Best Tips to Fix Network Congestion



The majority of individuals regularly connect to the Internet using their personal devices. However, having too many devices on the same network causes congestion.

You don’t need to exert much effort instantly because network congestion is frequently resolved on its own.

Poor network management will probably make the issue more frequent and cause other problems like packet loss or excessive ping.

What is network congestion? 

A number of reasons can cause a condition known as network congestion. It is mostly brought on by having an excessive number of devices on a network that isn’t built to handle so much traffic.

The final truth is that these kinds of jams could result from poor network management. The situation should gradually improve for everyone as some devices log off or stop putting a strain on the network.

Network Congestion’s Effects


Delay, often known as latency, is the time it takes for a destination to receive a packet the sender sent. For instance, how long it takes for packets from the webserver to reach the client determines how long it takes for a webpage to load. Another latency indicator is the buffering you encounter while watching a video, such as on YouTube.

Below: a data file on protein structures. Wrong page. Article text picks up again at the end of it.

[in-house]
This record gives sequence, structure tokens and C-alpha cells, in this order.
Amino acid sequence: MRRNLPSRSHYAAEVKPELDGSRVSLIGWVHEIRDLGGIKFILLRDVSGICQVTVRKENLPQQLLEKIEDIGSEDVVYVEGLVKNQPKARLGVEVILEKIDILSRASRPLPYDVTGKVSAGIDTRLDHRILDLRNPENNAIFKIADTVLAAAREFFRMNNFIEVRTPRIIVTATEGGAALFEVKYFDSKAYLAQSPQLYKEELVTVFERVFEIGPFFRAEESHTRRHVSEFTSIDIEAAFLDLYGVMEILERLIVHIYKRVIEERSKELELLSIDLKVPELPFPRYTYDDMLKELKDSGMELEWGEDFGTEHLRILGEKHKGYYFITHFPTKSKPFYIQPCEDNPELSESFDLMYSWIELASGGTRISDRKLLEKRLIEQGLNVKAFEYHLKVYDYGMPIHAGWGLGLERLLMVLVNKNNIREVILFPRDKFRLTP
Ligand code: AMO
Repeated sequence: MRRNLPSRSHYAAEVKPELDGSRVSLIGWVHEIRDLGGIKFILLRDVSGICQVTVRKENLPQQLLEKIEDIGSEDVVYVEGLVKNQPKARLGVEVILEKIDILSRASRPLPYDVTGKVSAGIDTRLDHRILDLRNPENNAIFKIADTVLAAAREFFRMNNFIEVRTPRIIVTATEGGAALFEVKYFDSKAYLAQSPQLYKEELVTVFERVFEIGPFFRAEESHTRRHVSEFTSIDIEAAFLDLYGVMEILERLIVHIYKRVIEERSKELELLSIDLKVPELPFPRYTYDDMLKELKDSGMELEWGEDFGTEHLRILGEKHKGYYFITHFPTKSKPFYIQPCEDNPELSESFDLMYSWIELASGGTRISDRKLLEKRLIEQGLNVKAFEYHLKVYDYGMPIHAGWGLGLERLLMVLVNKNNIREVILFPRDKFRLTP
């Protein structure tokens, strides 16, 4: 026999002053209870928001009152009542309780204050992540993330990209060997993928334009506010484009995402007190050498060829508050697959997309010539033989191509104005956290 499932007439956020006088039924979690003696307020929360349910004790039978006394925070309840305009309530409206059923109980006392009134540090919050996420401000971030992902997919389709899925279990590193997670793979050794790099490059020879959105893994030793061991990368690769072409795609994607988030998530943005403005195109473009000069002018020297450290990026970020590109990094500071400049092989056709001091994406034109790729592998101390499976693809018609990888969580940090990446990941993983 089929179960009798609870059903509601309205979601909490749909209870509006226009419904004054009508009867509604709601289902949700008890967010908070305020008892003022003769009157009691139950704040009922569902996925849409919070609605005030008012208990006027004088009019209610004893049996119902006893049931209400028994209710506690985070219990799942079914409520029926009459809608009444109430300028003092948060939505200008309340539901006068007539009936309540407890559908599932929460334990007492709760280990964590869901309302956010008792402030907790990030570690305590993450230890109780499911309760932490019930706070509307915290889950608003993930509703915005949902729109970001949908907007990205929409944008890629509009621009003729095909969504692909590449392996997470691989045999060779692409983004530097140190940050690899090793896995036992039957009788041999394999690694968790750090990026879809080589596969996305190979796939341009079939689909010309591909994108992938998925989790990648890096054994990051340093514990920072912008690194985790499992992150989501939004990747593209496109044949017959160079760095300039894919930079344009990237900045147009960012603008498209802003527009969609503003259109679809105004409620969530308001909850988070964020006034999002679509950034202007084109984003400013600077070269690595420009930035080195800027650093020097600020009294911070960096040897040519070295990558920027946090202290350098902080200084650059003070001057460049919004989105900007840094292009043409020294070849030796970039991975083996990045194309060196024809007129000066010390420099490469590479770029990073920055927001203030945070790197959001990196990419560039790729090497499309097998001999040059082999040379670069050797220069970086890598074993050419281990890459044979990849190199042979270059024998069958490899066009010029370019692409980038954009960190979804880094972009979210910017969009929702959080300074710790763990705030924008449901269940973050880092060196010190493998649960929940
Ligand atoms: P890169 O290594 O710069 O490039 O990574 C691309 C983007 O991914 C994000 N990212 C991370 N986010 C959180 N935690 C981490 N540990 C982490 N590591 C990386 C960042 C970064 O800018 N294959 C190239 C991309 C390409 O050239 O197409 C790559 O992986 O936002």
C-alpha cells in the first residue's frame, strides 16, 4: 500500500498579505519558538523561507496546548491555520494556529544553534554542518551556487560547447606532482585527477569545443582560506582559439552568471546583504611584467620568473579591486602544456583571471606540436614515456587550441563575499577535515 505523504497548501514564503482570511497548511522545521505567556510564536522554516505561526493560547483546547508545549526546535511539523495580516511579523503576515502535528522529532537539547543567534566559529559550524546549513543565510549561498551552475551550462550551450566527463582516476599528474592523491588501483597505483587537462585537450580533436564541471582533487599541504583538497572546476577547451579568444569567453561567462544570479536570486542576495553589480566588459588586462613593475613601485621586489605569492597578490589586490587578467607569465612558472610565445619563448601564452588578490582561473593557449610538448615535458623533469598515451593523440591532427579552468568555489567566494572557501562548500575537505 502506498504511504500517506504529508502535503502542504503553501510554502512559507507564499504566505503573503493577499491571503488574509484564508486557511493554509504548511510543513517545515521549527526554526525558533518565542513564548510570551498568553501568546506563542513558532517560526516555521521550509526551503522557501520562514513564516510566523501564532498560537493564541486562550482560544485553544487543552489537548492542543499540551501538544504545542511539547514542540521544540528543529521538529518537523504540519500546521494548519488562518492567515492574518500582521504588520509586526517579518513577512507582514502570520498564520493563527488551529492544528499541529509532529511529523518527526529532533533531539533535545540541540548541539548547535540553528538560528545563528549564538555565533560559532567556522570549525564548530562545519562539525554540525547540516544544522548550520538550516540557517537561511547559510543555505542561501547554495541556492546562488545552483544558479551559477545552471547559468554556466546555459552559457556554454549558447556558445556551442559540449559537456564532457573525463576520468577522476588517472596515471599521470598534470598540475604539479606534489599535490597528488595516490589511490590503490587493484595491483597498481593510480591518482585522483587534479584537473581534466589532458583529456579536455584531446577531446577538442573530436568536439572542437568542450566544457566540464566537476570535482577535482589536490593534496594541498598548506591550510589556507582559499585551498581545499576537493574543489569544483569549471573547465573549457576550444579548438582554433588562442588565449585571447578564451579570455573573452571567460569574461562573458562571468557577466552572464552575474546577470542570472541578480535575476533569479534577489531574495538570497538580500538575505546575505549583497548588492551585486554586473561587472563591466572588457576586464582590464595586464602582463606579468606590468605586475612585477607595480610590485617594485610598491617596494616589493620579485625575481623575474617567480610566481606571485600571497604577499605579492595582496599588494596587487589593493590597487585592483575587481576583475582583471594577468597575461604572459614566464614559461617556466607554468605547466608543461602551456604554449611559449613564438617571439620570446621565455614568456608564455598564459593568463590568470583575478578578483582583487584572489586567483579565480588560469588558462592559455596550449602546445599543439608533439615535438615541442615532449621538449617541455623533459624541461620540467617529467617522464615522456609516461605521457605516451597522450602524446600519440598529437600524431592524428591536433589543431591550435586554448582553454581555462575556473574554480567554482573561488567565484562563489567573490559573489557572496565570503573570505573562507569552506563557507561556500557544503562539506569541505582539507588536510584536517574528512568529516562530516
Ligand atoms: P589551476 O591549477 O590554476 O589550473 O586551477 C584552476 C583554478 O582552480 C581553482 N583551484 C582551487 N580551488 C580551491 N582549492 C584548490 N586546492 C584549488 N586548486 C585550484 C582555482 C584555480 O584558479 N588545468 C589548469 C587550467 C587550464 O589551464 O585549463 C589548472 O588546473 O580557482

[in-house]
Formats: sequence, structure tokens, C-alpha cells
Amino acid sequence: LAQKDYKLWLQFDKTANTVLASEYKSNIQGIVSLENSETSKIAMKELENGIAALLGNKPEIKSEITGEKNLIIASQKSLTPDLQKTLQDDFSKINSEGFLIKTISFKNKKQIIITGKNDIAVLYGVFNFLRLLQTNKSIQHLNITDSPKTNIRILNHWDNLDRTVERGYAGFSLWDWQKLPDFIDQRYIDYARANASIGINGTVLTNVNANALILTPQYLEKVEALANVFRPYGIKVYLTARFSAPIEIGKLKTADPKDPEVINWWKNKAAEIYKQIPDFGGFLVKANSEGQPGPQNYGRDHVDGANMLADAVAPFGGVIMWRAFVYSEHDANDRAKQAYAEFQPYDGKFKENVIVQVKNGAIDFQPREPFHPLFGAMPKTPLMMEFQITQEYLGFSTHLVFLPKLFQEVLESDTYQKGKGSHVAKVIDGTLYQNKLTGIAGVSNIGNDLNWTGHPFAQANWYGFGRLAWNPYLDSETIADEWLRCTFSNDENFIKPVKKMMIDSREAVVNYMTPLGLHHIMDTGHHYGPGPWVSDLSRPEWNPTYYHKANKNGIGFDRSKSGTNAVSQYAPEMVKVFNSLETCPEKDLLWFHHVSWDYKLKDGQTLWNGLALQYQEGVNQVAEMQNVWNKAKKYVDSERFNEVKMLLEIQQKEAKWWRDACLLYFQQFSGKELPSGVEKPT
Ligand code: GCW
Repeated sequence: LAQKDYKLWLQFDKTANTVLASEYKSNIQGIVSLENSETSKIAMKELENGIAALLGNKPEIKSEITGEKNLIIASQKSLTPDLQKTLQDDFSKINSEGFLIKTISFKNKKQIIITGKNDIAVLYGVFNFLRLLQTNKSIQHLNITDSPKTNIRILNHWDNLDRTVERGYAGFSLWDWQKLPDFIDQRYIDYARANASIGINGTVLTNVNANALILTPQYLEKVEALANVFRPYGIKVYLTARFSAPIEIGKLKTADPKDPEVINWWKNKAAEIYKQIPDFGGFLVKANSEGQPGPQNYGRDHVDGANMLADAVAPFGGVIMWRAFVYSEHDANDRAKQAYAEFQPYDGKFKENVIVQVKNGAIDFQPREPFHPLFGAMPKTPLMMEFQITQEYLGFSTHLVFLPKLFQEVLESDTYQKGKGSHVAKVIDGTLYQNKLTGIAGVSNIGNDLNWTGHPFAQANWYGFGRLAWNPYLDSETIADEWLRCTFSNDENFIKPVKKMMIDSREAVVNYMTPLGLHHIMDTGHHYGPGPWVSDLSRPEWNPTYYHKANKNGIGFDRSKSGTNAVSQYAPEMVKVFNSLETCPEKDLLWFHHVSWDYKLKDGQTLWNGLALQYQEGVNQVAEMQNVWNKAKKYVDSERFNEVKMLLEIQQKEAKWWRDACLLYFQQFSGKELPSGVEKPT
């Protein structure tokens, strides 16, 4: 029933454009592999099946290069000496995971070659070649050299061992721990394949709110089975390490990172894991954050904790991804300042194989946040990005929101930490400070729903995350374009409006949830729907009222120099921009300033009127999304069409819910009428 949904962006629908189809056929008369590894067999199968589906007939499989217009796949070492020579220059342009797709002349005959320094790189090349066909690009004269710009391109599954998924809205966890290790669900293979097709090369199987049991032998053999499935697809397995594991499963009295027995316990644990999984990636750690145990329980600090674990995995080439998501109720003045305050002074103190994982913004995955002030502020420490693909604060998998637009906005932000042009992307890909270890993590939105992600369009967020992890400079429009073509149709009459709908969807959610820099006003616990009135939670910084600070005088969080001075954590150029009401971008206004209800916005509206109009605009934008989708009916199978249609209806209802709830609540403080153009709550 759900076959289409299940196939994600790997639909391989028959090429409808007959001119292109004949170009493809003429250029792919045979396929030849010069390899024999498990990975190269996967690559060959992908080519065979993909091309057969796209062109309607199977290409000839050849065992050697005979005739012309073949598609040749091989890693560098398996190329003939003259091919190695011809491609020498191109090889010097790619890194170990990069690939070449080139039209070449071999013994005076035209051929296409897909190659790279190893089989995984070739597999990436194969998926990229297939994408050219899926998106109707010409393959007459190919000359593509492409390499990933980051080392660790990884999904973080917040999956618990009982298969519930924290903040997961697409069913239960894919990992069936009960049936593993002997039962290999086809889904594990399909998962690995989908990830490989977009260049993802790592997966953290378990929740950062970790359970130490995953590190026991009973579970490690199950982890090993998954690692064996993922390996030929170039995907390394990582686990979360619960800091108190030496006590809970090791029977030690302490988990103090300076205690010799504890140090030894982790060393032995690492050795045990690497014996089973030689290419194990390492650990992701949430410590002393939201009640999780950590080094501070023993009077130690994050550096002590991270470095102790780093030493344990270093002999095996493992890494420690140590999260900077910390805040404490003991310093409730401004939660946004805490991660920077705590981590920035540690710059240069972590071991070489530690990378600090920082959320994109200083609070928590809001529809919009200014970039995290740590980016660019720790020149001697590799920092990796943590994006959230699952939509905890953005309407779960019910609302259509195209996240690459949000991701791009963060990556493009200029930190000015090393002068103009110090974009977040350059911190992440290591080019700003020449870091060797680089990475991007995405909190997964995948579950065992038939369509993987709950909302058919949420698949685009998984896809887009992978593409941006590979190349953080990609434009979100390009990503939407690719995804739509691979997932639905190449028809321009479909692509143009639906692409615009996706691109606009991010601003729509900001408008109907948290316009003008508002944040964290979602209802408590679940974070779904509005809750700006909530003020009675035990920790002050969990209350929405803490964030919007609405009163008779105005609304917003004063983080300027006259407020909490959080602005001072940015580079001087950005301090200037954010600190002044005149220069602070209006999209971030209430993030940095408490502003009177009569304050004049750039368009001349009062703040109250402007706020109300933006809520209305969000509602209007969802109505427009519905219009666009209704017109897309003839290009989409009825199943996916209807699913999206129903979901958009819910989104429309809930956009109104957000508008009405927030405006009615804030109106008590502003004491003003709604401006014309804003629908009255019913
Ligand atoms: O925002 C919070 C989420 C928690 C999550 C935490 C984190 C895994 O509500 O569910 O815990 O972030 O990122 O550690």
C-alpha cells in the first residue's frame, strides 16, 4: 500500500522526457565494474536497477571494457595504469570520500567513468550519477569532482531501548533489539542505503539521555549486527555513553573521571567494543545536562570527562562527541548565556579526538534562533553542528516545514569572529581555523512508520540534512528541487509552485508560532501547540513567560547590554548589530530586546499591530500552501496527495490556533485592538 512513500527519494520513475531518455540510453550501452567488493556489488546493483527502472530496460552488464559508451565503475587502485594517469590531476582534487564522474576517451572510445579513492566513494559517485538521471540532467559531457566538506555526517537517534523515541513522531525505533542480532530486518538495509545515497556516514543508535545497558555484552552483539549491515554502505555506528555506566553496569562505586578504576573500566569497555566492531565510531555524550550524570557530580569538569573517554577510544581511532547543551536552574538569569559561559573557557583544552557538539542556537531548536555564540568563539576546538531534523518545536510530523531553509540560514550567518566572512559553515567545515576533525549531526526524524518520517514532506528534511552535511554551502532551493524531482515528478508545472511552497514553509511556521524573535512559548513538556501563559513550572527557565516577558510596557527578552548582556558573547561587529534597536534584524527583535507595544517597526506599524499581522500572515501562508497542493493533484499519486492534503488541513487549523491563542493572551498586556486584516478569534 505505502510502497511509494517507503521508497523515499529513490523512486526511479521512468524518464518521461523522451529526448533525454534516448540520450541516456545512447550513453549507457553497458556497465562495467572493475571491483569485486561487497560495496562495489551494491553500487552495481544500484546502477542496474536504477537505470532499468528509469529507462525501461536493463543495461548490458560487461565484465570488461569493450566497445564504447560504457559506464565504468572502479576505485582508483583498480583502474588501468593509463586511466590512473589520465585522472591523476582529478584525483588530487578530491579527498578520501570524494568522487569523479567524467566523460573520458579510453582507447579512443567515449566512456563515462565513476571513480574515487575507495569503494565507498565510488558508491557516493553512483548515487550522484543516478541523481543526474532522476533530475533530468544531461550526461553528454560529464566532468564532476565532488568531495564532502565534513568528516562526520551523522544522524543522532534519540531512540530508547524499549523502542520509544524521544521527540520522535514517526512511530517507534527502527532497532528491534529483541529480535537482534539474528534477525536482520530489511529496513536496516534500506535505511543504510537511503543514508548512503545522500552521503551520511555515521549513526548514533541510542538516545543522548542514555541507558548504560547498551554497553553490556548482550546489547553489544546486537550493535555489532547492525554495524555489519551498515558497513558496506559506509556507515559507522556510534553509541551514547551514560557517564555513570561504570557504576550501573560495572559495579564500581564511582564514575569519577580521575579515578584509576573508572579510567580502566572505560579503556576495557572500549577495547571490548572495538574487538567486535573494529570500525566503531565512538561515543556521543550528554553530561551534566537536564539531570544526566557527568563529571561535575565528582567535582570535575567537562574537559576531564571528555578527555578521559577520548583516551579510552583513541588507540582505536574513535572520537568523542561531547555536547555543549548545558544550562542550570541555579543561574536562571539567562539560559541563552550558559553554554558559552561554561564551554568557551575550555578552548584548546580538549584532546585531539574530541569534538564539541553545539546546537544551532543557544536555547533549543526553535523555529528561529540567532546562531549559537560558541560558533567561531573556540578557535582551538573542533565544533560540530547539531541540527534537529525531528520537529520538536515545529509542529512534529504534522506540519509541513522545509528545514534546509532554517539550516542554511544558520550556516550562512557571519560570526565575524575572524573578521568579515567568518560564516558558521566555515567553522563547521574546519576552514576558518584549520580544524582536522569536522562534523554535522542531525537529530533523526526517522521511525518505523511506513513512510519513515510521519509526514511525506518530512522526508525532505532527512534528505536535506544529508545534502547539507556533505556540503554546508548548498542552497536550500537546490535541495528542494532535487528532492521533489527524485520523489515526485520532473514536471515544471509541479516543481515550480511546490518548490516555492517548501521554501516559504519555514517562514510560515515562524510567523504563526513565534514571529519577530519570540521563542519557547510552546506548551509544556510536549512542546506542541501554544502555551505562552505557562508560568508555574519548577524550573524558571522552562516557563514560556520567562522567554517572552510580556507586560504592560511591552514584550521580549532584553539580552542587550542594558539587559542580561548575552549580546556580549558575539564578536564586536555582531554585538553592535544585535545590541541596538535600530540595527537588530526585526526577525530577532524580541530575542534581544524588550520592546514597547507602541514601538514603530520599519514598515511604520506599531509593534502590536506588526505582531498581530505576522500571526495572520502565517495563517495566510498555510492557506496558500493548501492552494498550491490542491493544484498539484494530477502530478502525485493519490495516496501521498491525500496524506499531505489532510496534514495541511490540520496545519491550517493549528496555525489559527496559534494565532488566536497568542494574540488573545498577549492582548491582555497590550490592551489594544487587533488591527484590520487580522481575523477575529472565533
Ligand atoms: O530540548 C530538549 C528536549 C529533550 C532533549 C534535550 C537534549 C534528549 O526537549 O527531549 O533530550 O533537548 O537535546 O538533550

Lost Packets:

Packet loss is a worse consequence of network congestion than packets that may take a while to reach their destination (delay). This is particularly concerning for programs like Voice over IP (VoIP), which struggle to handle delay and packet loss and experience lost calls and Call Detail Records, lag, robotic voices, and other issues.


Timeouts in many apps can also be caused by network congestion. This may lead to lost connections because most connections won’t remain active eternally as they wait for packets to arrive.

Causes of Network Congestion

The web traffic protocol aims to guarantee that data is transferred effectively while covering the shortest possible distance between devices. The shortest path, however, isn’t always the fastest one since congestion can happen when data packets are all on the same route. Several of the most typical reasons for network congestion include:

Excessive Activity

One of the most obvious causes of congestion is an overused network. Data transmission will slow down to handle all the data in your system if too many devices seek the same amount of bandwidth.